Now we're faced with economic struggles stemming from emerging global territorial economic conflicting interests. Not only the supply chains are in question. And in addition, in the past proven ways of collaboration and cooperation, established in several geopolitical alliances and corporate companionships are under scrutiny. New concepts such as de-escalation from China, or returning recently outsourced production lines to their original countries, break the old idea of global markets which grounded the economic fundament of the 20th century.

In consequence, many industries must currently question whether their long-running products are still competitive. Overnight many companies have to realize that their products and services became outdated. Accordingly, automotive OEMs restructure dramatically and suppliers went bankrupt. Retailing firms went bankrupt. Even industries which claim to be agile are today struggling to become resilient. Since the start of 2023, Amazon, Meta, Google/Alphabet, Microsoft, and many Silicon Valley Tech companies have laid off more than 10000 employees. And the recent bankruptcy in the US financial market affects the investment capitalization of startups worldwide. Worldwide, several startups had to shut down or restrict and pivot their business models.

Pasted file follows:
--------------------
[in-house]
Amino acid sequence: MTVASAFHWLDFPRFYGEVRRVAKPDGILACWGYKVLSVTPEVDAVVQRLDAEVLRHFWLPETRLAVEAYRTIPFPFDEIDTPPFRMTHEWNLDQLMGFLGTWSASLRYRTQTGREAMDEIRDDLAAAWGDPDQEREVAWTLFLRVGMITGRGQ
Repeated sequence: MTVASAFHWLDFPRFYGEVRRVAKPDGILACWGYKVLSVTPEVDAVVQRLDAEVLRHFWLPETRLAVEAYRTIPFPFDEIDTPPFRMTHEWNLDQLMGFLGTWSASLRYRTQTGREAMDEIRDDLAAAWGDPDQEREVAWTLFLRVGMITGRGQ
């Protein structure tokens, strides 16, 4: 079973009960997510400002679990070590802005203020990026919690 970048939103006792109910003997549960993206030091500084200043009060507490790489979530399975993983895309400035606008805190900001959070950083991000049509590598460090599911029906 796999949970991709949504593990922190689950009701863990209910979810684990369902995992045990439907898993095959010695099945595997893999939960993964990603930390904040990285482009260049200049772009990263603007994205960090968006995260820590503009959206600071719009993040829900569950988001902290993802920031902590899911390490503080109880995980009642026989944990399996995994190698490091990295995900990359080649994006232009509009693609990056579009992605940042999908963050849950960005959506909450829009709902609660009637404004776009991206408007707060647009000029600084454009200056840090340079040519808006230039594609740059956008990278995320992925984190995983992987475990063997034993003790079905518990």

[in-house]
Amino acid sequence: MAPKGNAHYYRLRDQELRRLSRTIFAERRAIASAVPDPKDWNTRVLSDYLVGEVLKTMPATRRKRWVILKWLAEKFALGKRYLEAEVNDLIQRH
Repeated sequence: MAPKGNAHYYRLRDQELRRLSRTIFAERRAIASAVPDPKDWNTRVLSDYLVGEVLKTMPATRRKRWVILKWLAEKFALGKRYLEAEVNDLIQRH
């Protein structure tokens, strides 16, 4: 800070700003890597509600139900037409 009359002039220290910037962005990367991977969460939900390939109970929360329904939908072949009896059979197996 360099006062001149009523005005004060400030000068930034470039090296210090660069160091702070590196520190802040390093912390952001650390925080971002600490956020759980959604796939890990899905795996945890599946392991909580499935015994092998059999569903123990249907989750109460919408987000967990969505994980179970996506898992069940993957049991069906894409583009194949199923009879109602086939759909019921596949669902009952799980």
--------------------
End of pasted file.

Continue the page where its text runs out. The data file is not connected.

All of this happened in the last four years.

In business leadership volatility became most prominent as a metaphor and synonym for competition in disruptive innovative markets. When hearing the words "volatile times", "disruptive innovation", "business resilience", or "business agility" today managers get either stiffed with shock or embrace opportunities. The latter are the minority. It is significant that many of the traditional manufacturing companies (e.g. Automotive, Maritime, Avionics) are still not able to position themselves resiliently in the face of a volatile economy. They are failing for 20 years in implementing Agile Product Development properly.

To make a hard cut:

A company creating customer products or services MUST be able everytime to change its product design, production processes and workflows as fast as possible with minimal organizational frictions as possible on demand SOONER as its competitors will do. — If NOT, it will DIE, sooner or later. — Mostly sooner!